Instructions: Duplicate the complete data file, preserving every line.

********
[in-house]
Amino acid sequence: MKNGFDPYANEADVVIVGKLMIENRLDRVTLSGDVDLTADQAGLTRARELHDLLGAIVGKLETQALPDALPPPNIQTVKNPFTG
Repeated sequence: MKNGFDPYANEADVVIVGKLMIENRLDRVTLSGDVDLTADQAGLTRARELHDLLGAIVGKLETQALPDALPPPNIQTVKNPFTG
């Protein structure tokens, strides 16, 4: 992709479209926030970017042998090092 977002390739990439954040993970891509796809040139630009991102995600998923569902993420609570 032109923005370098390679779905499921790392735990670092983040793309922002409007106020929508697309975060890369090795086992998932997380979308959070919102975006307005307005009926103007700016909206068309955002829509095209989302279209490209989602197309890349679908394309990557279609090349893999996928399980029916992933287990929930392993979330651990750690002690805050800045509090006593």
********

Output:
[in-house]
Amino acid sequence: MKNGFDPYANEADVVIVGKLMIENRLDRVTLSGDVDLTADQAGLTRARELHDLLGAIVGKLETQALPDALPPPNIQTVKNPFTG
Repeated sequence: MKNGFDPYANEADVVIVGKLMIENRLDRVTLSGDVDLTADQAGLTRARELHDLLGAIVGKLETQALPDALPPPNIQTVKNPFTG
């Protein structure tokens, strides 16, 4: 992709479209926030970017042998090092 977002390739990439954040993970891509796809040139630009991102995600998923569902993420609570 032109923005370098390679779905499921790392735990670092983040793309922002409007106020929508697309975060890369090795086992998932997380979308959070919102975006307005307005009926103007700016909206068309955002829509095209989302279209490209989602197309890349679908394309990557279609090349893999996928399980029916992933287990929930392993979330651990750690002690805050800045509090006593």